According to the report, constrained growth was due to erratic weather patterns that resulted in depressed agricultural output and insecurity concerns coupled with negative travel advisories that contracted the hotels and restaurants activities.
Agriculture and forestry grew by 2.7 percent in the first quarter of 2014 compared to a growth of 6.8 percent over a similar period in 2013 while the hotels and restaurants sector dropped by 3.0 percent during the period under review which was an improvement from a decline of 12.8 percent during the same quarter in 2013.
On the other hand, the transport and communication sector expanded by 6.0 percent compared to a growth of 5.6 percent in 2013 while the manufacturing sector recorded the highest growth of 5.0 percent during the period under review compared to a 2.5 percent growth during the first quarter of 2013.
The expansion of the manufacturing sector was mainly driven by a 6.2 percent growth in non-food manufacturing, notably the production of cement production and assembly of motor vehicles.
The communications sub-sector grew by 5.1 percent during the first quarter of 2014, slowing from a growth of 11 percent in the same quarter of 2013. The sector’s growth was mainly on account of continued uptake of new services provided through the mobile telephone networks.
The financial sector slowed down its growth to 8.3 percent in the period under review from 12.1 percent growth same period last year with domestic credit growing by 5.8 percent over the first quarter of 2014 compared to a growth of 2.9 percent in the same quarter of 2013.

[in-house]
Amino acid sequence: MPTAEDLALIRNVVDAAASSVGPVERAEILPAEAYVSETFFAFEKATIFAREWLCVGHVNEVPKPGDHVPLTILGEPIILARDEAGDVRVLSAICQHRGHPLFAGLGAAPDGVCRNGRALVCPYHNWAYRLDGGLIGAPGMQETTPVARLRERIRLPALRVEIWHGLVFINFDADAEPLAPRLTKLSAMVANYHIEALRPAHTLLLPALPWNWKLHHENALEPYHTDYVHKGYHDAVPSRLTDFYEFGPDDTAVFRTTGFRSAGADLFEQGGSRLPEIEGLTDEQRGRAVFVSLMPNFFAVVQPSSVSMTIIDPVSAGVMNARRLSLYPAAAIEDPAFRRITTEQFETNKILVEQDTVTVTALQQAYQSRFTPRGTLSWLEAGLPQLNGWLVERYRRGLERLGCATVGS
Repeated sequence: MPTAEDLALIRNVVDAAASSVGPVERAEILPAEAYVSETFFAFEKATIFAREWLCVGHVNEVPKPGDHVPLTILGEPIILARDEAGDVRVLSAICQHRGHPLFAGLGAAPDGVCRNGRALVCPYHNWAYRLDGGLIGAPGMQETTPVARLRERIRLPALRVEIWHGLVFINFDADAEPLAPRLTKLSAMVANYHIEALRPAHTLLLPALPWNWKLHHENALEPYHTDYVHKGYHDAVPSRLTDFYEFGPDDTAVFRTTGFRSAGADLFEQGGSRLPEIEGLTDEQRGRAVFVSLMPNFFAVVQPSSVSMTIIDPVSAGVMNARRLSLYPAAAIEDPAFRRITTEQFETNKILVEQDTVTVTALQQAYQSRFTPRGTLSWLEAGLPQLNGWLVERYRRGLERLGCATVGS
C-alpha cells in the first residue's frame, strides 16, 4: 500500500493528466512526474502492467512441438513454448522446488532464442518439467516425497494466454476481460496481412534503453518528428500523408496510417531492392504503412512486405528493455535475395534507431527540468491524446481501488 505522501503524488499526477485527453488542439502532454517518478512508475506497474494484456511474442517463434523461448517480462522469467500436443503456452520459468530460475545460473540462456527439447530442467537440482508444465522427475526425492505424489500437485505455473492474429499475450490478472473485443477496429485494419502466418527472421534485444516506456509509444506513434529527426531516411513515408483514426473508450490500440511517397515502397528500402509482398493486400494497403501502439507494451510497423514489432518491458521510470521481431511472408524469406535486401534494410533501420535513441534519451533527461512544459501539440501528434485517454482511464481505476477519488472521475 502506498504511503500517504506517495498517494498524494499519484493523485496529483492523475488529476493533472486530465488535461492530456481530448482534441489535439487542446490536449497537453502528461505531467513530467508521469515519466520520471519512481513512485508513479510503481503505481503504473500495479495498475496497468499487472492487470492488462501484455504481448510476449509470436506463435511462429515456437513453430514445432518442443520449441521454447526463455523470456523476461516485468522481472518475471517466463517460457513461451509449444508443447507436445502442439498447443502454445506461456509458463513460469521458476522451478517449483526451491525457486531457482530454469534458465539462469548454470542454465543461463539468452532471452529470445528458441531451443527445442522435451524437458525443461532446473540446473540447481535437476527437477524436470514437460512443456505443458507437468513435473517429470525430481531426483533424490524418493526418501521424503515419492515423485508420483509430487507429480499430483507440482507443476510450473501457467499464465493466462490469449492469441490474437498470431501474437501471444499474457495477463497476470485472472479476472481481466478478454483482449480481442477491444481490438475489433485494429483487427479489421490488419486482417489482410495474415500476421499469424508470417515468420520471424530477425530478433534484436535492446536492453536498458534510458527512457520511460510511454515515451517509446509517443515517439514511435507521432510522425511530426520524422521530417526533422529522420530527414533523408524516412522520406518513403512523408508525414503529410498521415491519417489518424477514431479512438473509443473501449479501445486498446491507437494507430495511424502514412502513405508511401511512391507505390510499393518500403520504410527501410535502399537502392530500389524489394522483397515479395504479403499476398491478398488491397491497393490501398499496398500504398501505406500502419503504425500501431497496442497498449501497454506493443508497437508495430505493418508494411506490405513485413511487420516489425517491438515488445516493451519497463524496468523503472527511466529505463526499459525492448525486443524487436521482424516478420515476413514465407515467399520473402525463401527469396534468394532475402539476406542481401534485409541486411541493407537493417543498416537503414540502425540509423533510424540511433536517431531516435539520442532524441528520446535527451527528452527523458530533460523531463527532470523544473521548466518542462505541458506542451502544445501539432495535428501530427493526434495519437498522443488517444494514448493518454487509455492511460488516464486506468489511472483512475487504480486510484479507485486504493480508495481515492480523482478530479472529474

Over the same period, credit to the public sector grew by 13 percent compared to 5.9 percent while credit to the private sector increased by 4.7 percent.
“The first quarter of 2014 experienced a relatively stable macroeconomic environment despite interest rates remaining comparatively high. Inflation rose moderately but was nevertheless contained at an average of 6.78 percent during the first quarter of 2014 compared to 4.08 percent in the same quarter of 2013. Over the same period, the Kenya Shilling registered slight fluctuations against the US Dollar, the Euro and the Tanzania Shilling and appreciated strongly against the Japanese Yen and the South Africa Rand while it depreciated significantly against the Sterling Pound,” the report stated.
The NSE-20 Share Index reached a high of 4,948 in March 2014, up from 4,861 during the same month of 2013.
This comes at Treasury Cabinet Secretary Henry Rotich expects the country to grow by 6.1 percent in 2015/2016 but Economic Experts sounding sceptical.
Institute of Certified Public Accountants of Kenya Chairman Benson Okundi says it will take time for the economy to bounce back from the internal shocks such as insecurity resulting from persistent acts of terrorism being experienced in the country.
“Time moves very fast and even if you are able to address the problems that affect us today like insecurity, it will take time before the tourist beams up and before the investor confidence builds up, but also its not realistic to say that we will address the problems that we have today, these problems may persist into some several months in the new financial year that will make it difficult to get the 6.1 percent growth projected,” Okundi explained.
However Okundi commends the Cabinet Secretary for outlining brilliant budget proposals and government spending priorities for the financial year 2014/15 pointing out that the budget is framed against a background of improving global economic prospects.
He urged the government to speed up the measures to curb and reduce wastage in government spending by speeding up the process of the enacting the Public Finance Management Act to provide appropriate mechanisms in the ongoing reforms targeting public expenditure management systems at both levels of government.
Okundi expects the Finance Bill 2014 to comprehensively address taxation issues and policies for the benefit of all sectors in the economy.